Saturday, February 24, 2018

First Grade Letter Writing

First grade letter writing can be so fun when you combine it with a great story! Have you read Dear Mr. Blueberry? It's the cutest book about a little girl named Emily who thinks she has a whale in her pond.  She writes letters back and forth with her teacher to find out how to care for him.  We read this book and then spent the morning on letter writing activities tied to this book. 

After reading the story, we discussed whether a whale could live in a pond.  We made a list of reasons why this simply couldn't happen! 

We decided we would write a letter to Emily telling her why a whale cannot live in her pond.  We did a quck review of our anchor chart "How To Write A Letter" and discussed all the parts that need to be included in a letter.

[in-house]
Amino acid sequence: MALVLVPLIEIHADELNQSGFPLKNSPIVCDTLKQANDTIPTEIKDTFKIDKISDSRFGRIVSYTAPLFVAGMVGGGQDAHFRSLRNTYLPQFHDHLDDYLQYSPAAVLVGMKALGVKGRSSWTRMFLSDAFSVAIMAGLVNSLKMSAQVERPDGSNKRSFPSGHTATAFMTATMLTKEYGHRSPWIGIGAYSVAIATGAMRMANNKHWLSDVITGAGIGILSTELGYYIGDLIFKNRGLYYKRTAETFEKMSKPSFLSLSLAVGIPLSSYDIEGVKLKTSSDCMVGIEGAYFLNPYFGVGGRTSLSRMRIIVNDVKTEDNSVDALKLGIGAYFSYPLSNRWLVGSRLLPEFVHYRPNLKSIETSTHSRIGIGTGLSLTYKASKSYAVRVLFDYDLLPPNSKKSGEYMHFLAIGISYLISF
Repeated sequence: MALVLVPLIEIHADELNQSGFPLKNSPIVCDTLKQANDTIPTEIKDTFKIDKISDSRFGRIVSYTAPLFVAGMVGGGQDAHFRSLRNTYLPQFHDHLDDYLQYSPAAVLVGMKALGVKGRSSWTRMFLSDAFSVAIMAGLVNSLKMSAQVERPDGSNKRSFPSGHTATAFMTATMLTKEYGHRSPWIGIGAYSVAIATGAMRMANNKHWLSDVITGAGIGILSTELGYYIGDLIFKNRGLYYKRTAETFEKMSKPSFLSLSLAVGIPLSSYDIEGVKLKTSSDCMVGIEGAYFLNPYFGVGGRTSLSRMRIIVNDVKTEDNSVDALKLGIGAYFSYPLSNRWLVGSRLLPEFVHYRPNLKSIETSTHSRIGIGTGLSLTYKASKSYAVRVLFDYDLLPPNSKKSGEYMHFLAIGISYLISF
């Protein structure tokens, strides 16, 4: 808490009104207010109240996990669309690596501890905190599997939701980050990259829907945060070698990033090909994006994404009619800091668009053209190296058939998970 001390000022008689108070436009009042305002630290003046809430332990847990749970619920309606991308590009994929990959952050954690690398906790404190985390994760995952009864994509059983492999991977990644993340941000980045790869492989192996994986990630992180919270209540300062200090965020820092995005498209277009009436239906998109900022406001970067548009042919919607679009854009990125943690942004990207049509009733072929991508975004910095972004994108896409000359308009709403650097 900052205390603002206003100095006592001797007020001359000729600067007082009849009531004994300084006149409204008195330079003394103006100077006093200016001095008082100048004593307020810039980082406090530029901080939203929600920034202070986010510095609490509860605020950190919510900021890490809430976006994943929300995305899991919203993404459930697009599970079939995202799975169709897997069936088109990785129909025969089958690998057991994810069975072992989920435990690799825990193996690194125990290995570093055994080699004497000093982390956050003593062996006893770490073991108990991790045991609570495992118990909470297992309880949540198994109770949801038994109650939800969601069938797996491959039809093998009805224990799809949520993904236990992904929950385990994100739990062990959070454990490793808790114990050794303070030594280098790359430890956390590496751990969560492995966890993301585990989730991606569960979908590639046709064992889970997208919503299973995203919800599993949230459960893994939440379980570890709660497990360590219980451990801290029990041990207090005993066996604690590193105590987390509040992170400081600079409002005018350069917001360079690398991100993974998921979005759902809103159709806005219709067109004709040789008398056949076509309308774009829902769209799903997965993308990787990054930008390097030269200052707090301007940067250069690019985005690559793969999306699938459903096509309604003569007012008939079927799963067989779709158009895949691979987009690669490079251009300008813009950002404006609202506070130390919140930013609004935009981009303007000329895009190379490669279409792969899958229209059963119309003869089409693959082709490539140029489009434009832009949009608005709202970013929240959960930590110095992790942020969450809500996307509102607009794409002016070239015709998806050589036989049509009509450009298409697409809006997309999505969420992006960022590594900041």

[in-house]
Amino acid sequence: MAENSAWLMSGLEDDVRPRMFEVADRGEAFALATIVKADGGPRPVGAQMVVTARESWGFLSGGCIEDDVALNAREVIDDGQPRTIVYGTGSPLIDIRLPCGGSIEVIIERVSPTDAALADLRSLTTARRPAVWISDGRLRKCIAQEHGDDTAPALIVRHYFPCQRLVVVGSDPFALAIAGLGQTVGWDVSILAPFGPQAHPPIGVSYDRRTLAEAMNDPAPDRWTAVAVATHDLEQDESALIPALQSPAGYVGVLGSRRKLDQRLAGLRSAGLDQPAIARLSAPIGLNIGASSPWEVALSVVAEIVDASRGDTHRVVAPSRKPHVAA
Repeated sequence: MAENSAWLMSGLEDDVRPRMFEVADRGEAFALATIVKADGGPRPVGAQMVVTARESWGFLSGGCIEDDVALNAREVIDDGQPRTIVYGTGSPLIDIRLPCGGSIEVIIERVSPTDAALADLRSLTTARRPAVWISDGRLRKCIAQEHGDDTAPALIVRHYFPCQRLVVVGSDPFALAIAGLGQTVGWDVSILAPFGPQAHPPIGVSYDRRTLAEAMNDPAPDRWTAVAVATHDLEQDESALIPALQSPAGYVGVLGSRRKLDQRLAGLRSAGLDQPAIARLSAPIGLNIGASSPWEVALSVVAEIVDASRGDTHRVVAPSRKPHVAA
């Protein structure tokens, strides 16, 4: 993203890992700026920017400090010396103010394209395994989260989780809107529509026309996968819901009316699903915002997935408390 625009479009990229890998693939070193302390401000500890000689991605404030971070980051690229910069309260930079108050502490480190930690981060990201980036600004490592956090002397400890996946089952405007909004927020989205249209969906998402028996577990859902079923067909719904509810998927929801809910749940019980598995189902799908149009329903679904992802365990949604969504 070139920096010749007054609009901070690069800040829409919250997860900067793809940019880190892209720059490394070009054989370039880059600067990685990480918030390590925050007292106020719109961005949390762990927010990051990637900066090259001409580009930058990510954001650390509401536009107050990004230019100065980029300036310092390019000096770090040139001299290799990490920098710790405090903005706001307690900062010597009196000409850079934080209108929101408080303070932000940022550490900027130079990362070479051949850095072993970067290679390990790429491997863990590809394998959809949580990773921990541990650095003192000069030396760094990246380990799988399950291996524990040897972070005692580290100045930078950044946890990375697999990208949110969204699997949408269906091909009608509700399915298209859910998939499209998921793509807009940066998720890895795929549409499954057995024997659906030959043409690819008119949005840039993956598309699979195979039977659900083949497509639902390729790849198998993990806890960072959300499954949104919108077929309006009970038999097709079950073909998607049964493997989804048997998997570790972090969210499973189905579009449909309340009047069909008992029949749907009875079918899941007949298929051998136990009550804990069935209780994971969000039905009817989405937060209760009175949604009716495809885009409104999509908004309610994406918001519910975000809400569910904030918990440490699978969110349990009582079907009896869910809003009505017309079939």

Next, the students helped me compose a letter to Emily. We did a "shared writing" activity.  I wrote the letter while the students helped me decide what I would write.  It's so important when teaching your students about writing to give them a good model of what is expected.  

As I wrote the letter we discussed the different parts that would be included in the letter and I also pointed out as I would start a new line, or capitalize a word, or put punctuation.  This is the place where the learning is happening! 

After this, it was time for the students to write their own letter to Emily. It's important not to leave your model on the board during independent writing time.  You want the students to use their own imaginations and come up with their own letter, not copy yours.  However, I did leave the letter writing anchor chart and our list of reasons for the students to use during their letter writing process. 

I encouraged them to give 2-3 reasons why whales can't live in Emily's pond and then finish their letter with a question back to Emily.  

We completed the project with this adorable whale craft. 

If you're planning on doing letter writing with your class, be sure to check out my other letter writing activities here.